on 27 March 2009
Once voted as the best Dragon Quest of the lot in Japan, it was the first DQ instalment on Japanese SNES and it quickly became popular. That's saying something, especially in those days when every new release was met with a stampede of impatient gamers skipping school and work to get their mitts on a copy.
And I can see why.
All the trademark Dragon Quest/Warrior charm is intact. The world has a cosy, homey feel to it which seeps through my skin to the point that, at the end, I was sorry to have to leave. I dipped myself into it so deeply that it became scary to come back out into real life. Some NPCs can't quite take themselves seriously, with their juvenile sense of humour you'd come to expect, yet peculiarly they are always ever so excruciatingly likable and heart warming. Classical, Baroque style music is beautiful too, complementing its already-cosy feeling.
At times Dragon Quest V is a grind, both in experience and money, but the strange coexistence of its trademark quirk and passion somehow glue everything together to lure you back again and again. This is further reinforced by a remarkable story - a story I would dare not give away here - which is truly Epic to say the least. The span of generations and the depth of main characters are remarkable.
Sentimentalism is sometimes lost on me in recent years, but this brought it right back for me. I would beg you not to read any spoilers or hear anything about the story from your friends/colleagues/family/priests as you will enjoy it far more that way. I thought DQIV was pretty good, but for me, in depth this one blows it out of the water. It's tempting to give a fuller explanation, but it's so hard to do so without mentioning the story as it is pivotal in this journey. So I'll leave it to you to discover it. I trust that you will not regret it.
The game system/battle is good too, but be warned that it remains to be old school. Or rather, typically Dragon-Quest-esque (if that's the right word). You are presented with a simple interface that sometimes feels a bit fiddly, especially with items, but it's a small detail that you can overlook - or even grow fond of. The battle too has a simple presentation, but this time the monster animation is very pleasant to the eye and deepens your involvement. This sort of system really grows on me. It's interesting how simplicity, in today's complicated world, can work well and complements even a mammoth title like DQV.
Oh, and later on you will acquire the ability to befriend monsters who you can nurture like a character. It felt a bit like a gimmick at first, but this turns out to be expansive and I haven't yet uncovered everything despite the fact that I've completed it. I suspect you would be in a similar position the first time, so clearly there is a replay/lasting value here.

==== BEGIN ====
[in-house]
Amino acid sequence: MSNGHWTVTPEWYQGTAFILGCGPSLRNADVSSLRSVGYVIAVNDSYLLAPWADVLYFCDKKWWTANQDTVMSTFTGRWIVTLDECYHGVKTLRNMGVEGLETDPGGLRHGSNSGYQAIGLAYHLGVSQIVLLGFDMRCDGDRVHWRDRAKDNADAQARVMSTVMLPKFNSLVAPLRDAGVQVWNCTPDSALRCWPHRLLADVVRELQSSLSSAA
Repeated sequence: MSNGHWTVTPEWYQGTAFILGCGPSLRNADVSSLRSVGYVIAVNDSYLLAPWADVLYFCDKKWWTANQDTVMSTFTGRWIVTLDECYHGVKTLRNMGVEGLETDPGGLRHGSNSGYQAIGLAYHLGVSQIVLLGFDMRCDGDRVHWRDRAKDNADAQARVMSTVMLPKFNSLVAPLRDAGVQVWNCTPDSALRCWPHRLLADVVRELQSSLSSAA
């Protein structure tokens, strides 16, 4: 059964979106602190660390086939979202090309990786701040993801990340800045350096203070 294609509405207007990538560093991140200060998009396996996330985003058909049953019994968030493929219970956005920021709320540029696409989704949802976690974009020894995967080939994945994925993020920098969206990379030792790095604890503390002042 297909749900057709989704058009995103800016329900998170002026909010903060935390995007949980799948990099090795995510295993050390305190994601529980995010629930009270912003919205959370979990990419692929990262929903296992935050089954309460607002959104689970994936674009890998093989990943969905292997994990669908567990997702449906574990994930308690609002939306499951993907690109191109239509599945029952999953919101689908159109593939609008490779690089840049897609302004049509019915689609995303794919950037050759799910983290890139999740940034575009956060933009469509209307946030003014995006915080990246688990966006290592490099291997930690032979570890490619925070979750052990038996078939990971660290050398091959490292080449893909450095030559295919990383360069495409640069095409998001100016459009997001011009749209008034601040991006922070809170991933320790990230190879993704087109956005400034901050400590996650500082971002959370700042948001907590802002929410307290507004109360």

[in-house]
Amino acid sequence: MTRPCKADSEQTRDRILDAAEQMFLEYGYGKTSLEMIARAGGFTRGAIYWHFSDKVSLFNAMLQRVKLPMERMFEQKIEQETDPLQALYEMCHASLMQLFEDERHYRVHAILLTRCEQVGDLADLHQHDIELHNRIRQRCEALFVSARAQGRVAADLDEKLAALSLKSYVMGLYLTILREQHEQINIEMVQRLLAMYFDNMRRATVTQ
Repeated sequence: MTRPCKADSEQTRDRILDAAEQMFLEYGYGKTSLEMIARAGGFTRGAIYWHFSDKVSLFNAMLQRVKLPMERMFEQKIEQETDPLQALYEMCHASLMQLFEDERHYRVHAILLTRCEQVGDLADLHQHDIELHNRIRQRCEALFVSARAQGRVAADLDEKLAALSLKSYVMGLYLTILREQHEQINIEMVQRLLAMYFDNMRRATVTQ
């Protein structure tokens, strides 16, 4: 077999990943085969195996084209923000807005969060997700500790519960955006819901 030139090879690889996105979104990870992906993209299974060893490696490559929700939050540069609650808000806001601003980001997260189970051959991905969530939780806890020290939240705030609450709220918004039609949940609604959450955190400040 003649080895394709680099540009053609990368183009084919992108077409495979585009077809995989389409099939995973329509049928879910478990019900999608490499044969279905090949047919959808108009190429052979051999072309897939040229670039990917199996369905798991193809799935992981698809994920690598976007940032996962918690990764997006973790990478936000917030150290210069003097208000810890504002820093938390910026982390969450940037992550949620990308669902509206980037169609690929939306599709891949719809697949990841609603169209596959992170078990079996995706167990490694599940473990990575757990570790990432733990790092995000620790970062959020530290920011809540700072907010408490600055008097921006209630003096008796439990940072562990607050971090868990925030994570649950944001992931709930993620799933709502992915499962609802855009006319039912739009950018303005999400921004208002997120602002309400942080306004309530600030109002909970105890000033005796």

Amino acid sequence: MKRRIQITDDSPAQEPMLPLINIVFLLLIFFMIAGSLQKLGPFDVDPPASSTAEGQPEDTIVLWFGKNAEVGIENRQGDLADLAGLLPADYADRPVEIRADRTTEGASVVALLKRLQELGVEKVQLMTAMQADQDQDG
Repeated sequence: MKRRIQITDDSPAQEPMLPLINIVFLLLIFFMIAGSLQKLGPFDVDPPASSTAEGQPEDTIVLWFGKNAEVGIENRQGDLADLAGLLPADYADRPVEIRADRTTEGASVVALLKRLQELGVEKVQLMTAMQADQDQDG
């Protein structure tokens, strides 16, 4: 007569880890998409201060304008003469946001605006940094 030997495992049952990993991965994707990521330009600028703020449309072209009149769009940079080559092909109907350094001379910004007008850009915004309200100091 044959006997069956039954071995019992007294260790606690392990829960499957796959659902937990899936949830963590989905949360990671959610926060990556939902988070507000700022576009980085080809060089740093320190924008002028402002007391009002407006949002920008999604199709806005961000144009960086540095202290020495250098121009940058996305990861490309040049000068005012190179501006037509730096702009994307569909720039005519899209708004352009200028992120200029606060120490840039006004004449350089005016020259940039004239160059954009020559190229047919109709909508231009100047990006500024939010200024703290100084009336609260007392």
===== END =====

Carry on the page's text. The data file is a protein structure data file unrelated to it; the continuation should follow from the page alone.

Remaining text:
Overall, it's a very fine game and a highly refined package. If you like console RPGs and don't mind an old school grind, this title will reward you hugely with its mesmerizing tale of an awesome family ... and the bride.
on 4 December 2009
If you like RPGs, then I'd recommend you buy this one! I'd enjoyed playing number VIII in the series on the PS2 & in my opinion this is a better game & works well on the DS. It doesn't make much use of the touch screen, but I've had a lot of fun playing it. I'm nearing the end now & don't want it to finish! And I've lost count of the number of games I haven't completed over the years. Some people might say it's a little old school, but I haven't enjoyed a game this much in ages.
Good use of 2 screens in boss battles & in dungeons etc.
Looks good, if a bit cartoony
Quick battles & being able to set tactics for other members/all the party
Fun to play
Able to befriend monsters, fight with them & kit them out
Random battles (some might not like this, but I don't mind)
Could be longer
I've spent a fair amount of time over the years on RPGs & this is one of the best for me in a long time.
on 2 July 2009
finally a ds game that lasts longer than 20 hours. I enjoyed this game alot, great characters and a typical rpg storyline that is just right. I liked the battle system and having a fall back crew to rely on. I also appreciated the levelling up speed as I often get so bored of having to do this in rpgs for veery long periods of time, but in this game it does not take forever- infact I completed the game at level 50. Now I'm off to play sacred 2.......
on 13 May 2014
I love RPG that are fun rather than just fighting. This is the first I bought in this series and loved the storyline and the quirky characters. You travel from place to place, fighting strange monsters, leveling up and making friends that progress with you through the game. I now own all four in the series on the DS and am waiting for a 3D version to be made.
on 29 May 2009
+Plenty of things to do off the beaten path